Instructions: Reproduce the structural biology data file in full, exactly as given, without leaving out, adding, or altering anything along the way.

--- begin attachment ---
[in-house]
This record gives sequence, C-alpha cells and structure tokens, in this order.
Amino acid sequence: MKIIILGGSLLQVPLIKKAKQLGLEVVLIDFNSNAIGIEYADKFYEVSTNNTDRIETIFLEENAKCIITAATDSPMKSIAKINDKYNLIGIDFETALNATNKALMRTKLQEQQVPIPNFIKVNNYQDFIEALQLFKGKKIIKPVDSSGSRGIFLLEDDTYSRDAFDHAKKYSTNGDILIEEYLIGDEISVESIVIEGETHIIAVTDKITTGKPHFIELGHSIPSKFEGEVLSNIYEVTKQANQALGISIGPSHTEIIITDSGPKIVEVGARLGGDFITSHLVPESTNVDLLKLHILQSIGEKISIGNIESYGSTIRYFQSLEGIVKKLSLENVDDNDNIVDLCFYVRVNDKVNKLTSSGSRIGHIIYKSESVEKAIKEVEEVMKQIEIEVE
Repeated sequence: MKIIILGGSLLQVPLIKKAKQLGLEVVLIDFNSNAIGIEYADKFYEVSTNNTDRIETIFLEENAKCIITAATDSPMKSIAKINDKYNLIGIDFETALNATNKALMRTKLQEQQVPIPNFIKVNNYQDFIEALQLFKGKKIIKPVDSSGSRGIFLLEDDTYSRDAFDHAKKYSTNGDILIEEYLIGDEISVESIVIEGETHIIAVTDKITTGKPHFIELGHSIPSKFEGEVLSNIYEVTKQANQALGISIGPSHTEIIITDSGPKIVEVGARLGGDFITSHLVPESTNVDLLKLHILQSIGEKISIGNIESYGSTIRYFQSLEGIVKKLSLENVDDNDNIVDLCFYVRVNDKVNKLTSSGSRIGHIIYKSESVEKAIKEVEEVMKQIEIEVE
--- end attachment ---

[in-house]
This record gives sequence, C-alpha cells and structure tokens, in this order.
Amino acid sequence: MKIIILGGSLLQVPLIKKAKQLGLEVVLIDFNSNAIGIEYADKFYEVSTNNTDRIETIFLEENAKCIITAATDSPMKSIAKINDKYNLIGIDFETALNATNKALMRTKLQEQQVPIPNFIKVNNYQDFIEALQLFKGKKIIKPVDSSGSRGIFLLEDDTYSRDAFDHAKKYSTNGDILIEEYLIGDEISVESIVIEGETHIIAVTDKITTGKPHFIELGHSIPSKFEGEVLSNIYEVTKQANQALGISIGPSHTEIIITDSGPKIVEVGARLGGDFITSHLVPESTNVDLLKLHILQSIGEKISIGNIESYGSTIRYFQSLEGIVKKLSLENVDDNDNIVDLCFYVRVNDKVNKLTSSGSRIGHIIYKSESVEKAIKEVEEVMKQIEIEVE
Repeated sequence: MKIIILGGSLLQVPLIKKAKQLGLEVVLIDFNSNAIGIEYADKFYEVSTNNTDRIETIFLEENAKCIITAATDSPMKSIAKINDKYNLIGIDFETALNATNKALMRTKLQEQQVPIPNFIKVNNYQDFIEALQLFKGKKIIKPVDSSGSRGIFLLEDDTYSRDAFDHAKKYSTNGDILIEEYLIGDEISVESIVIEGETHIIAVTDKITTGKPHFIELGHSIPSKFEGEVLSNIYEVTKQANQALGISIGPSHTEIIITDSGPKIVEVGARLGGDFITSHLVPESTNVDLLKLHILQSIGEKISIGNIESYGSTIRYFQSLEGIVKKLSLENVDDNDNIVDLCFYVRVNDKVNKLTSSGSRIGHIIYKSESVEKAIKEVEEVMKQIEIEVE